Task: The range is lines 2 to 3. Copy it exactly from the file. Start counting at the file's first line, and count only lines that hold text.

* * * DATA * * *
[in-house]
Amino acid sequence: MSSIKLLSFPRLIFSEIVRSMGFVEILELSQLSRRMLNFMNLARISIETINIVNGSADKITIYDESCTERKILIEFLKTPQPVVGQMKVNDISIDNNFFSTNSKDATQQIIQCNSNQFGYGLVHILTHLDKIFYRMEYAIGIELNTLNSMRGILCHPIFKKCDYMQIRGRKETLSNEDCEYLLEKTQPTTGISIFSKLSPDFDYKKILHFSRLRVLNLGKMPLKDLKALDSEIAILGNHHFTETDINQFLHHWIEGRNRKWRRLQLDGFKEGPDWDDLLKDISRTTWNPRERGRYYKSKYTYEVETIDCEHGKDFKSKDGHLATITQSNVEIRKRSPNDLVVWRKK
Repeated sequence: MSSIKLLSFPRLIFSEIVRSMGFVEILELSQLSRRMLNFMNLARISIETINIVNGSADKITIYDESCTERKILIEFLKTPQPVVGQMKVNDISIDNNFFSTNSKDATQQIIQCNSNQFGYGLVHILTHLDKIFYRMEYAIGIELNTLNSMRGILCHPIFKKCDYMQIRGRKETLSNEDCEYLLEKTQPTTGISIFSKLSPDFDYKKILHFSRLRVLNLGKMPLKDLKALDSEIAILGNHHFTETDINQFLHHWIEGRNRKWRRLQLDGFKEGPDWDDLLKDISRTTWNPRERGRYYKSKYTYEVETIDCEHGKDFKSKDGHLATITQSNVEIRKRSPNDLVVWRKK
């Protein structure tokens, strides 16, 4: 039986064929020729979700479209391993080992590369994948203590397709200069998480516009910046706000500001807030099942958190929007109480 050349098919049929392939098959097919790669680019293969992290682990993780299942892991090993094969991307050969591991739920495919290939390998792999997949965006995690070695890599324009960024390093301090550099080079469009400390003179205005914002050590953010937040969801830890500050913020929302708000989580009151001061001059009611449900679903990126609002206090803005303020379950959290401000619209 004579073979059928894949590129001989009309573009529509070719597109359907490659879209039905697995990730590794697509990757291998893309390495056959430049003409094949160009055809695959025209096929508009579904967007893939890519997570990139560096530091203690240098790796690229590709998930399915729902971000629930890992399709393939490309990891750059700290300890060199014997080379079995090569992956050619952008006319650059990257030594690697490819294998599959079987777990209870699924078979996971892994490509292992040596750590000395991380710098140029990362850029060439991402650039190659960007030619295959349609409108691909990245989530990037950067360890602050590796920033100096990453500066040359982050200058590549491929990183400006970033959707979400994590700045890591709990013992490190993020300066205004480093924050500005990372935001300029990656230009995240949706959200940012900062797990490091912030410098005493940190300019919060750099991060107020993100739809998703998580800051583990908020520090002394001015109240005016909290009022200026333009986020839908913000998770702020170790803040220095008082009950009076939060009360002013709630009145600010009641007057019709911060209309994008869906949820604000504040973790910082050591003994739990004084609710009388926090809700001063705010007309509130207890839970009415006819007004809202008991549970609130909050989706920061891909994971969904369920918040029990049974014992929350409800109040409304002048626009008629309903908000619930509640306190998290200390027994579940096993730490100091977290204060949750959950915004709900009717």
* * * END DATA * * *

Amino acid sequence: MSSIKLLSFPRLIFSEIVRSMGFVEILELSQLSRRMLNFMNLARISIETINIVNGSADKITIYDESCTERKILIEFLKTPQPVVGQMKVNDISIDNNFFSTNSKDATQQIIQCNSNQFGYGLVHILTHLDKIFYRMEYAIGIELNTLNSMRGILCHPIFKKCDYMQIRGRKETLSNEDCEYLLEKTQPTTGISIFSKLSPDFDYKKILHFSRLRVLNLGKMPLKDLKALDSEIAILGNHHFTETDINQFLHHWIEGRNRKWRRLQLDGFKEGPDWDDLLKDISRTTWNPRERGRYYKSKYTYEVETIDCEHGKDFKSKDGHLATITQSNVEIRKRSPNDLVVWRKK
Repeated sequence: MSSIKLLSFPRLIFSEIVRSMGFVEILELSQLSRRMLNFMNLARISIETINIVNGSADKITIYDESCTERKILIEFLKTPQPVVGQMKVNDISIDNNFFSTNSKDATQQIIQCNSNQFGYGLVHILTHLDKIFYRMEYAIGIELNTLNSMRGILCHPIFKKCDYMQIRGRKETLSNEDCEYLLEKTQPTTGISIFSKLSPDFDYKKILHFSRLRVLNLGKMPLKDLKALDSEIAILGNHHFTETDINQFLHHWIEGRNRKWRRLQLDGFKEGPDWDDLLKDISRTTWNPRERGRYYKSKYTYEVETIDCEHGKDFKSKDGHLATITQSNVEIRKRSPNDLVVWRKK